Background For The Indian Music of Western Washington

by Erna Gunther
Professor of Anthropology
University of Washington, 1954

The region from which the music in this album comes is not a large one in the American landscape, since it includes only the western part of Washington, with a slight extension into southern British Columbia. From the point of view of Indian life, it is the southern margin of one of the great cultural developments in native America, namely the Northwest Coast, a region generally defined as reaching from southeastern Alaska to either the Columbia River or to north-western California. Since the area covered here is small and compact, a more exact definition is advisable. In western Washington, between the Cascade Mountains and the ocean, there were villages, all of which obtained their living from the forest and the sea in varying proportions according to their specific location. On the basis of these proportions, anthropologists have divided the region longitudinally into three broad strips running from the Canadian border to the Columbia River. The central area includes Admiralty Inlet, Puget Sound, and the lower stretches of the many rivers emptying into the Sound. Villages here were located along the beaches and around the mouths of rivers and creeks. The inhabitants used shellfish like clams and geoducks and gathered many roots, bulbs, and berries from the forest and the occasional open meadow. Many families owned fishing sites part way up the rivers where they went seasonally for salmon runs. The eastern strip, in the foothills of be Cascades, gave a more restricted life and movement to the villagers who lived permanently up the longer rivers, like the Skagit and Nooksack. They subsisted largely on salmon but supplemented it with more game than the Sound people and were compelled to go down the rivers to trade for dried clams and other saltwater delicacies. They were looked upon by their Sound neighbors as the "country cousins" and in the Chinook jargon, a trade language, were referred to as "Stick Indians."

To the west of Puget Sound is the great Olympic Peninsula with its Pacific Ocean front as well as the southern shore of the Strait of Juan de Fuca. Here lived, among others, the Quinault, the Quileute, and the Makah, who were truly maritime people. They also fished for salmon but made extensive use of halibut as well. However, much more dramatic was their courageous pursuit of seals and whales. Outstanding in this enterprise were the Makah at Neah Bay who, like the other Nootkan-speaking people of the west coast of Vancouver Island, made it ritual of whale hunting and esteemed the whale hunter above all others in the community. These people hunted land animals less than the other groups but made use of an abundance of wild vegetable foods in their immediate environment.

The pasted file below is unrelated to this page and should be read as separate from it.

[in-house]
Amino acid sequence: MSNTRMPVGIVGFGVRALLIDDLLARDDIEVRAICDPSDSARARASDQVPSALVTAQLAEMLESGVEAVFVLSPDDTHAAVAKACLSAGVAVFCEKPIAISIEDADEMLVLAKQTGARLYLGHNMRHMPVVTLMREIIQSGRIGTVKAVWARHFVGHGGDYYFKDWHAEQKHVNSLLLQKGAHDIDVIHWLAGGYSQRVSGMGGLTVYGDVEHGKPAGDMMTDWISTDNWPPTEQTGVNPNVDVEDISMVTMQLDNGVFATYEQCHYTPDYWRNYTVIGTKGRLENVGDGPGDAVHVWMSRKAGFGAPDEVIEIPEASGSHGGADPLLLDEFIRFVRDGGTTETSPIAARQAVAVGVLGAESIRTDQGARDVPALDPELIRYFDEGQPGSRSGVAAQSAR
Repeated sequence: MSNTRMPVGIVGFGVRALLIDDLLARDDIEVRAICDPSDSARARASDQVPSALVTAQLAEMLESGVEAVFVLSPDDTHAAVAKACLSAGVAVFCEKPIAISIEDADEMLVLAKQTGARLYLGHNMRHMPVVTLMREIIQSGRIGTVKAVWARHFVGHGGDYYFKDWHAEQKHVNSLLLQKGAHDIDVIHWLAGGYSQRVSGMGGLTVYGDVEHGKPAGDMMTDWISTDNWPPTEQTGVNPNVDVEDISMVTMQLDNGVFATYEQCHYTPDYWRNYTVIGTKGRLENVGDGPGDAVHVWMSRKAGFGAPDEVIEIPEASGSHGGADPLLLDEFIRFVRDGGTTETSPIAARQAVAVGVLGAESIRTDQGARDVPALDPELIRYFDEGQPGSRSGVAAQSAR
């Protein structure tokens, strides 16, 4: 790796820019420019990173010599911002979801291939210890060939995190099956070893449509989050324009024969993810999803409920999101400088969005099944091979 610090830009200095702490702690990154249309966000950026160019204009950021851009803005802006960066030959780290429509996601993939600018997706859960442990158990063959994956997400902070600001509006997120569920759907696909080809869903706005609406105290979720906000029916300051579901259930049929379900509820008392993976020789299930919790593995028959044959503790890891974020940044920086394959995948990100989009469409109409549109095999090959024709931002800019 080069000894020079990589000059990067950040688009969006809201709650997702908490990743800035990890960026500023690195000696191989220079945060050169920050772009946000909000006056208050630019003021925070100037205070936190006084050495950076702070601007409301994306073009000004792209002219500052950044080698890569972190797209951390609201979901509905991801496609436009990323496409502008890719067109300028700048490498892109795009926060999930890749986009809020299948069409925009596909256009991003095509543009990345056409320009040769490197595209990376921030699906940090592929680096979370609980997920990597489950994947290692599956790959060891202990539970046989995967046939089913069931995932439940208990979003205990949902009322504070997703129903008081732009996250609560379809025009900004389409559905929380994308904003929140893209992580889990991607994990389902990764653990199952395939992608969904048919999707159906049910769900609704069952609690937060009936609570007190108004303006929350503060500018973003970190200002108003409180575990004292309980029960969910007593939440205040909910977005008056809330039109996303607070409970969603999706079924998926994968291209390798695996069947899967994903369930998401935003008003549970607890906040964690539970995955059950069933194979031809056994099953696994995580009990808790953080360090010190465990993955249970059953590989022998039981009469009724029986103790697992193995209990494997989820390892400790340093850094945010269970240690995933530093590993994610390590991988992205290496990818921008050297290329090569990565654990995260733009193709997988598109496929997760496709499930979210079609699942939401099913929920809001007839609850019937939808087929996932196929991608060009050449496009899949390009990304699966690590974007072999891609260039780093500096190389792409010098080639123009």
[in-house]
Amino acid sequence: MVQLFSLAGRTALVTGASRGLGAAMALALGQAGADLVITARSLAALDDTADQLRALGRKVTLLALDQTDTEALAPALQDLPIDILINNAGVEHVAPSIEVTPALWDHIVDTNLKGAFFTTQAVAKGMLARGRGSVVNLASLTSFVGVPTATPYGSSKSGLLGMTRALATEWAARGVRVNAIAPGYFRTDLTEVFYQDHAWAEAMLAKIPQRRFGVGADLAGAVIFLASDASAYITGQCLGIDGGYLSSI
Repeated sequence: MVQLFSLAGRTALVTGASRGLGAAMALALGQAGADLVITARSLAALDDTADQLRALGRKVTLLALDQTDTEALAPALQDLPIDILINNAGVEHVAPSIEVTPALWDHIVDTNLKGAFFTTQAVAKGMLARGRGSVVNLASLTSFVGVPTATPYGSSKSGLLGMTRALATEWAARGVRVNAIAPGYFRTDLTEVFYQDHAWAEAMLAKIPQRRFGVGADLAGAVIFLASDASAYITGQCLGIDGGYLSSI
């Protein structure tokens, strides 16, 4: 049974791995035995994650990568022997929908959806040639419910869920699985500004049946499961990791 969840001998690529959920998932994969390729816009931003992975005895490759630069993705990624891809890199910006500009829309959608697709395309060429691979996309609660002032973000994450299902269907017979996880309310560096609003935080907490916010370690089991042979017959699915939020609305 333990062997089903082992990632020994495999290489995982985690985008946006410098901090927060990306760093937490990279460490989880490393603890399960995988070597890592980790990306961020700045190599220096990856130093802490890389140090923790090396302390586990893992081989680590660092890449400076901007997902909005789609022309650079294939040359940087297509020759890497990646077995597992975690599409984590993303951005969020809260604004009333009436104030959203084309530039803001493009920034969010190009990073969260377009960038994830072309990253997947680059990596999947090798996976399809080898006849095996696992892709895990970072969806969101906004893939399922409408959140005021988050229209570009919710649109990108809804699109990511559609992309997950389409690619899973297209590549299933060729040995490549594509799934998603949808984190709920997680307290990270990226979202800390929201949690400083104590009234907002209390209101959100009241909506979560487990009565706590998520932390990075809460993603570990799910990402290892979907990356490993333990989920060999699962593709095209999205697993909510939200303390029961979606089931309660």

There were many features of living which all these people shared. The social and political unit was the village, and even though a number of villages often spoke the same dialect and for that reason have been loosely referred to in the literature as tribes, such a political structure hardly existed. These villages consisted of a number of fairly large cedar plank houses, rarely more than twenty, with each house containing from two to ten families. At house was generally built, by several related men, like brothers or cousins, and each claimed ownership to a section. The houses were constructed on a framework of upright posts, with crossbeams to support the roof. The cedar planks were set in loosely between the posts. The Indians of this part of the Northwest Coast did not make totem poles, but instead, the owner of each section of the house would carve the posts of his area with figures representing his guardian spirit. This carving was usually in low relief, augmented with painting in red, black, and white. The section inhabited by each family was screened off by cattail mats that hung down from the roof. When a large gathering was expected, these mats were removed, making a great hall of the entire house. There was a passage down the center of the house where the fires were kept for cooking and where great fires blazed during ceremonials.

Travel was very important in Indian life and throughout this area was generally done by canoe. Whether the family was going to one of its fishing sites, or to a ceremonial gathering in another village, the necessary clothing, equipment, children, and dogs were piled into canoes, ranging from thirty to sixty feet in length. If the journey was a long one the company would beach the canoe at dusk and camp, often sleeping under the overturned craft. These canoes matched the outrigger boats of the Polynesians for seaworthiness and carried Indians long distances for visits, friendly or otherwise, including slave raids. In the second half of the nineteenth century, they used them for transportation from the Queen Charlotte Islands to the hop fields of Washington where the Indians worked as pickers. The canoes were always made of a single log, but in many sizes, and were designed for many purposes. The large ones just mentioned were for traveling and had high prows that cut through the waves. Shovel-nosed canoes with flat bows and sterns were used in the rivers. Small canoes, pointed at both ends, were good for fishing and duck hunting.

Since paddling can be a very rhythmical motion, it is to be expected that the extensive use of the canoe would present occasions for canoe songs. There are a few to be found, but no great numbers of them, probably because the stern waters of the Northwest Coast rarely permitted the leisurely attitude conducive to song. Howerver, the early explorers all mentioned that, the Indians, coming out to their ships to trade, arrived singing.